Digital Public Archaeology

Call for Papers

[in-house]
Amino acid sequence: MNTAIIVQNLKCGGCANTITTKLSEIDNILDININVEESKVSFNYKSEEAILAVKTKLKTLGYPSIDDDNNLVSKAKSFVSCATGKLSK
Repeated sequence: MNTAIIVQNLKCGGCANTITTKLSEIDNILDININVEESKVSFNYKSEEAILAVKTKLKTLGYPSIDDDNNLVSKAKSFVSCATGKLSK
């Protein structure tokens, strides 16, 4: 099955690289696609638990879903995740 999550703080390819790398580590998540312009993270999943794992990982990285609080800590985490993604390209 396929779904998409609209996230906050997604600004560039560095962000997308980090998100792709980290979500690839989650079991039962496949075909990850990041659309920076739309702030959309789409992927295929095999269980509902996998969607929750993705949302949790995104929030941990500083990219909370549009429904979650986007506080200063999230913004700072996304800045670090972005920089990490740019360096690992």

Community or public archaeology has often emphasised communities defined by an attachment to place, often defined by the archaeological site (cf. Simpson 2008); increasingly digital technologies allow a breakdown of this privileging of physical place and the concept of ‘community’ (cf. Waterton 2005; 2010), to connect geographically disparate populations. Digital public archaeology projects have emphasised crowd-sourcing, engagment, dissemination, and publicity using blogs, social media, webfeeds and so on (e.g. Richardson 2012, 2013; Bonacchi et al. 2012). As well as the challenges and opportunities relevant to other public archaeology projects, work which includes a significant digital public archaeology component has a series of more specific concerns. Increasingly the need for archaeologists to engage thoughtfully with digitally technologies has been recognised by a number of organisations (Archaeological Data Service 2010; Heritage Lottery Fund 2012; Institute of Archaeologists 2012), and greater numbers of projects are defined by their predominantly digital…

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